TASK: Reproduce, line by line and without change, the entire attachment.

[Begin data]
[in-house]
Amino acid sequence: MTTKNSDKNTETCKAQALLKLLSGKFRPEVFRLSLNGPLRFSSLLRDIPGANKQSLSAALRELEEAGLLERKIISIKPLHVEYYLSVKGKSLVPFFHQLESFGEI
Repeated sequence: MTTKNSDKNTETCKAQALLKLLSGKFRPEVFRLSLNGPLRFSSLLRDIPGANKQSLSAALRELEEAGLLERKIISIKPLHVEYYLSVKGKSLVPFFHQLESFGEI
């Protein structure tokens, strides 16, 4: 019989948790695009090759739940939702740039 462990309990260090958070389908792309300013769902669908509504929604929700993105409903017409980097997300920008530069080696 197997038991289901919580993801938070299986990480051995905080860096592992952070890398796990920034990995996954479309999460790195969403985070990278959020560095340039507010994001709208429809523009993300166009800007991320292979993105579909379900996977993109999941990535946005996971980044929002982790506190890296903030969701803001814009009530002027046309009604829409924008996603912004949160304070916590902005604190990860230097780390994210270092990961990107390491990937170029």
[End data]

[in-house]
Amino acid sequence: MTTKNSDKNTETCKAQALLKLLSGKFRPEVFRLSLNGPLRFSSLLRDIPGANKQSLSAALRELEEAGLLERKIISIKPLHVEYYLSVKGKSLVPFFHQLESFGEI
Repeated sequence: MTTKNSDKNTETCKAQALLKLLSGKFRPEVFRLSLNGPLRFSSLLRDIPGANKQSLSAALRELEEAGLLERKIISIKPLHVEYYLSVKGKSLVPFFHQLESFGEI
């Protein structure tokens, strides 16, 4: 019989948790695009090759739940939702740039 462990309990260090958070389908792309300013769902669908509504929604929700993105409903017409980097997300920008530069080696 197997038991289901919580993801938070299986990480051995905080860096592992952070890398796990920034990995996954479309999460790195969403985070990278959020560095340039507010994001709208429809523009993300166009800007991320292979993105579909379900996977993109999941990535946005996971980044929002982790506190890296903030969701803001814009009530002027046309009604829409924008996603912004949160304070916590902005604190990860230097780390994210270092990961990107390491990937170029």